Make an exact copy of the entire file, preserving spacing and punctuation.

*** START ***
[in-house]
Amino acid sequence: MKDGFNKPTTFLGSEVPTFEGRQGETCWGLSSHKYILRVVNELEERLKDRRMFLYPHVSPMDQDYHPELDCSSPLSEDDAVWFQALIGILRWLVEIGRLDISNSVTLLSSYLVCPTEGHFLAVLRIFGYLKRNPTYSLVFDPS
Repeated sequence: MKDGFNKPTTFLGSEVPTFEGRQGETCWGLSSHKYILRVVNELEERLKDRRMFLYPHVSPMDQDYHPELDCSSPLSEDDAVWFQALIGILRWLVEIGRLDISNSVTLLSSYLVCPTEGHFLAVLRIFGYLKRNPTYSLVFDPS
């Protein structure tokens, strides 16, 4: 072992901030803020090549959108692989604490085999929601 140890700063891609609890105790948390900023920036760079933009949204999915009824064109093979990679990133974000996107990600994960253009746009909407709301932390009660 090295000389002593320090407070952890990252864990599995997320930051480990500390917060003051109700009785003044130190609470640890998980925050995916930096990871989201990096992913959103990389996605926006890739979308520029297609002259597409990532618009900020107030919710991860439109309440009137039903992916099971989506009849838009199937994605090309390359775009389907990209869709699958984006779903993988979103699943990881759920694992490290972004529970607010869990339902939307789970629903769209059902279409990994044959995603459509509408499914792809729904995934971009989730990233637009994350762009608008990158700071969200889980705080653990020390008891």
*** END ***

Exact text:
[in-house]
Amino acid sequence: MKDGFNKPTTFLGSEVPTFEGRQGETCWGLSSHKYILRVVNELEERLKDRRMFLYPHVSPMDQDYHPELDCSSPLSEDDAVWFQALIGILRWLVEIGRLDISNSVTLLSSYLVCPTEGHFLAVLRIFGYLKRNPTYSLVFDPS
Repeated sequence: MKDGFNKPTTFLGSEVPTFEGRQGETCWGLSSHKYILRVVNELEERLKDRRMFLYPHVSPMDQDYHPELDCSSPLSEDDAVWFQALIGILRWLVEIGRLDISNSVTLLSSYLVCPTEGHFLAVLRIFGYLKRNPTYSLVFDPS
């Protein structure tokens, strides 16, 4: 072992901030803020090549959108692989604490085999929601 140890700063891609609890105790948390900023920036760079933009949204999915009824064109093979990679990133974000996107990600994960253009746009909407709301932390009660 090295000389002593320090407070952890990252864990599995997320930051480990500390917060003051109700009785003044130190609470640890998980925050995916930096990871989201990096992913959103990389996605926006890739979308520029297609002259597409990532618009900020107030919710991860439109309440009137039903992916099971989506009849838009199937994605090309390359775009389907990209869709699958984006779903993988979103699943990881759920694992490290972004529970607010869990339902939307789970629903769209059902279409990994044959995603459509509408499914792809729904995934971009989730990233637009994350762009608008990158700071969200889980705080653990020390008891």